A plane crash that killed members of a Russian professional hockey club happened because a pilot applied brakes during takeoff, the state-run RIA-Novosti news agency reported Wednesday, citing investigators.
Forty-four people, including crew members and dozens of international and Russian players with the Yaroslavl Lokomotiv hockey club, died as a result of the September 7 crash outside Yaroslavl, Russia. A crew member is the sole survivor.
The club, which included several former National Hockey League players, was bound for Minsk, Belarus, where the team was to play the next day.
One of the pilots appears to have inadvertently pressed on a brake pedal while pulling on the control yoke during takeoff, said Alexey Morozov, chairman of Russia's Interstate Aviation Committee‚Äôs technical commission.
Because of the braking, the Yak-42 plane didn‚Äôt have enough speed at takeoff, Morozov said, according to RIA-Novosti.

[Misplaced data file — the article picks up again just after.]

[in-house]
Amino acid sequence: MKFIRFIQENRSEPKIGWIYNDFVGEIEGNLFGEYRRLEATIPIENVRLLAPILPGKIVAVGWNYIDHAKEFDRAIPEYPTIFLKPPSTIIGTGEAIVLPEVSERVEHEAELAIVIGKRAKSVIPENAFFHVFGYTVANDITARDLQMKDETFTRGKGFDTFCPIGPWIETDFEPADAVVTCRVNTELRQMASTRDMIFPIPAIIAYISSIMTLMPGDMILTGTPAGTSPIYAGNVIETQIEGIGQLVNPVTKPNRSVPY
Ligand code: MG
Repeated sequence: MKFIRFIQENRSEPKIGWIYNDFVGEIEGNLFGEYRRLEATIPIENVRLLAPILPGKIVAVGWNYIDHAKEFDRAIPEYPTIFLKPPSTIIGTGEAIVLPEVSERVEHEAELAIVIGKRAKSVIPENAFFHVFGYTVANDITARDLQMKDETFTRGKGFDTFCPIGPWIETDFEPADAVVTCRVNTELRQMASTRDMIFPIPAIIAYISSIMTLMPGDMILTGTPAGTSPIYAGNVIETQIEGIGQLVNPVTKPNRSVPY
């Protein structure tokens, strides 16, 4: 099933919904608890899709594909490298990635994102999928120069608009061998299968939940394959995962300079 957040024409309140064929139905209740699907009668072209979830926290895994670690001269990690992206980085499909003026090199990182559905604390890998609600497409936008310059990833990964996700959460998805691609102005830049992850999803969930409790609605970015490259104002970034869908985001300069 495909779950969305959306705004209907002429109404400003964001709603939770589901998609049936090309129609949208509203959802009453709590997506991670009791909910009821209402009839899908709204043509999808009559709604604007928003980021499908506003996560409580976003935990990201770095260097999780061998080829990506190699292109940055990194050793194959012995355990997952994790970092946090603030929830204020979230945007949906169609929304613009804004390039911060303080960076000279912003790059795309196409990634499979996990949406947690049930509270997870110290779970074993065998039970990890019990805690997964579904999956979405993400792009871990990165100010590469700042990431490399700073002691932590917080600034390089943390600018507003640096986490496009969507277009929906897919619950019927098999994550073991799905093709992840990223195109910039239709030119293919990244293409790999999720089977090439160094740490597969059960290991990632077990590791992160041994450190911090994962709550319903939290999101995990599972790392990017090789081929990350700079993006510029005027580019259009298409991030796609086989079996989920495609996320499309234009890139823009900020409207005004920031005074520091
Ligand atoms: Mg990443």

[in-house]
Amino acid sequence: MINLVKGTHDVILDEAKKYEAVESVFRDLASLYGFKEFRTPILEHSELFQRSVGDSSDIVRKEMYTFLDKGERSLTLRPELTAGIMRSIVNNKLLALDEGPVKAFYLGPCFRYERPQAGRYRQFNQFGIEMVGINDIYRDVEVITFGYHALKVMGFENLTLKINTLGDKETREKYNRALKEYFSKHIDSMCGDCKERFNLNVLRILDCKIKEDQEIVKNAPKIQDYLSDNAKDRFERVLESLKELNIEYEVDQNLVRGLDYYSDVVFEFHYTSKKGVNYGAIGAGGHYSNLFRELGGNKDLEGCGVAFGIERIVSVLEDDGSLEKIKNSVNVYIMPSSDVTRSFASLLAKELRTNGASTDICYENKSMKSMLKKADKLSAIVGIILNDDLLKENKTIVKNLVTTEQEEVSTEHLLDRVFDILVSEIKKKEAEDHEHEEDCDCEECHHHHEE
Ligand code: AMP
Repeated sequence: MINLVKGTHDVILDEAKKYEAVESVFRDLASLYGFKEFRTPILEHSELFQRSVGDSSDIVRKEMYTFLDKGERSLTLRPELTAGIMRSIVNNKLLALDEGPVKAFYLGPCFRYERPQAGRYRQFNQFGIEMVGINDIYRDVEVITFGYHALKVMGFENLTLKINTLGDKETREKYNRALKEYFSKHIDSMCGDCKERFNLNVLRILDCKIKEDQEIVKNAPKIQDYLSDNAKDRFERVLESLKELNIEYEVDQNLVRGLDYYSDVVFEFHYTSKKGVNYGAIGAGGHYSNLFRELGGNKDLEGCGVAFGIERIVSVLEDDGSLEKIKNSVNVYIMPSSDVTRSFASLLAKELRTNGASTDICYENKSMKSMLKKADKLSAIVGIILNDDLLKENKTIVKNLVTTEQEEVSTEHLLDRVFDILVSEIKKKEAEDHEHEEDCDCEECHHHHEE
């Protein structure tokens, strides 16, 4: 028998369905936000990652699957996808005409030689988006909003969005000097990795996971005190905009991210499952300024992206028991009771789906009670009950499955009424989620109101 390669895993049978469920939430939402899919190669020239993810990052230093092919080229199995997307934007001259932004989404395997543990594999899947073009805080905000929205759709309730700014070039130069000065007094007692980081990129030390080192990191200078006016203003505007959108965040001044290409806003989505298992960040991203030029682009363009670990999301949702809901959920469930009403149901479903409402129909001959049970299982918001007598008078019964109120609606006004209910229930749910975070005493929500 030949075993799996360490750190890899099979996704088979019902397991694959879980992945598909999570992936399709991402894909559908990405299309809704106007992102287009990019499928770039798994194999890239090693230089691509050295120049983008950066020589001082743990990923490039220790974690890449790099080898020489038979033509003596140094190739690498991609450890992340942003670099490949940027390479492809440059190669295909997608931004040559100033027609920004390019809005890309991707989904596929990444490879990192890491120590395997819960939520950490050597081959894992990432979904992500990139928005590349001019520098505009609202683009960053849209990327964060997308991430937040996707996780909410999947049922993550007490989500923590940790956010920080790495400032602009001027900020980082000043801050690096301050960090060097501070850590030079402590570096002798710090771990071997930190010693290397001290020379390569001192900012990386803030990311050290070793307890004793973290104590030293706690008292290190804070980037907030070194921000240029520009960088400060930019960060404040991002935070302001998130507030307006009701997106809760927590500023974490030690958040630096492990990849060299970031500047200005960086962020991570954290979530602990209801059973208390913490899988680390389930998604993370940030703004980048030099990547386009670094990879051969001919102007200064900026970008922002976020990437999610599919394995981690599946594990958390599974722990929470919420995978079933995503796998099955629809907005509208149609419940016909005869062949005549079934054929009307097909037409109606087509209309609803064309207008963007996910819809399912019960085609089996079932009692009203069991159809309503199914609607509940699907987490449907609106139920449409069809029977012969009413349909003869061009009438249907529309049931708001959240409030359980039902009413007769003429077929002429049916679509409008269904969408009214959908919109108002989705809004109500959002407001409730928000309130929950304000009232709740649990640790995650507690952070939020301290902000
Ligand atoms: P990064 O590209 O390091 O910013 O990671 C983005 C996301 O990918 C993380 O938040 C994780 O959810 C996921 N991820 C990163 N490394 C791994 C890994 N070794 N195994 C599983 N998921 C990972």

The aircraft collided with the antenna of an airport beacon, fell to the ground and broke into several pieces and caught fire, the nation‚Äôs aviation ministry told CNN in September.
The plane was in good order, and ‚Äúno failures in the operation of the airplane and the engines were found,‚ÄĚ Morozov said, according to the state-run Itar-Tass news agency.
The IAC, which investigates aviation accidents in nations from the former Soviet Union, determined that a lack of pilot training was one of the factors that contributed to the wreck, RIA-Novosti reported.
The IAC‚Äôs report will be taken into account in a criminal investigation into who bears responsibility, Russian Investigative Committee spokesman Vladimir Markin said Tuesday, according to the nongovernmental Moscow-based Interfax news agency.
Some of those on Lokomotiv Yaroslavl's roster had ties to the National Hockey League, which has teams in the United States and Canada. The former NHL players included Pavol Demitra, a former Minnesota Wild and Vancouver Canucks center from Slovakia, and Josef Vasicek, from the Czech Republic, who had played with the New York Islanders and Carolina Hurricanes. Another Lokomotiv player, Ruslan Salei from Belarus, had skated for the Anaheim Mighty Ducks, Colorado Avalanche and Detroit Red Wings.
Yaroslavl Lokomotiv head coach Brad McCrimmon, a Canadian who also died in the crash, also had played in the NHL and had been a Red Wings assistant coach.
One of the 44 who died, hockey player Alexander Galimov, survived for days but eventually died of severe burns, according to a hospital that treated him.